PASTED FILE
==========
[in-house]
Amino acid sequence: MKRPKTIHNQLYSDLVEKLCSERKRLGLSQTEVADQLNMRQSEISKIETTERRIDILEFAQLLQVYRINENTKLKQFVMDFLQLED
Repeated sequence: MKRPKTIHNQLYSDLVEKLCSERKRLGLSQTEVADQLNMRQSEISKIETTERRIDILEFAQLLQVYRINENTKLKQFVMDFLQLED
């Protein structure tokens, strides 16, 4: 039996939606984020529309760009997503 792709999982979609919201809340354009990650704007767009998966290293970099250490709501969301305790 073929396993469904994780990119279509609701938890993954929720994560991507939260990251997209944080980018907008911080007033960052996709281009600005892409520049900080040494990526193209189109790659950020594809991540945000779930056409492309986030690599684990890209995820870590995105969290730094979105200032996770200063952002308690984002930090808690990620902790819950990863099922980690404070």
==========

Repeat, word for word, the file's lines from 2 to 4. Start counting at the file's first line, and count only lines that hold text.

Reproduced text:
Amino acid sequence: MKRPKTIHNQLYSDLVEKLCSERKRLGLSQTEVADQLNMRQSEISKIETTERRIDILEFAQLLQVYRINENTKLKQFVMDFLQLED
Repeated sequence: MKRPKTIHNQLYSDLVEKLCSERKRLGLSQTEVADQLNMRQSEISKIETTERRIDILEFAQLLQVYRINENTKLKQFVMDFLQLED
């Protein structure tokens, strides 16, 4: 039996939606984020529309760009997503 792709999982979609919201809340354009990650704007767009998966290293970099250490709501969301305790 073929396993469904994780990119279509609701938890993954929720994560991507939260990251997209944080980018907008911080007033960052996709281009600005892409520049900080040494990526193209189109790659950020594809991540945000779930056409492309986030690599684990890209995820870590995105969290730094979105200032996770200063952002308690984002930090808690990620902790819950990863099922980690404070």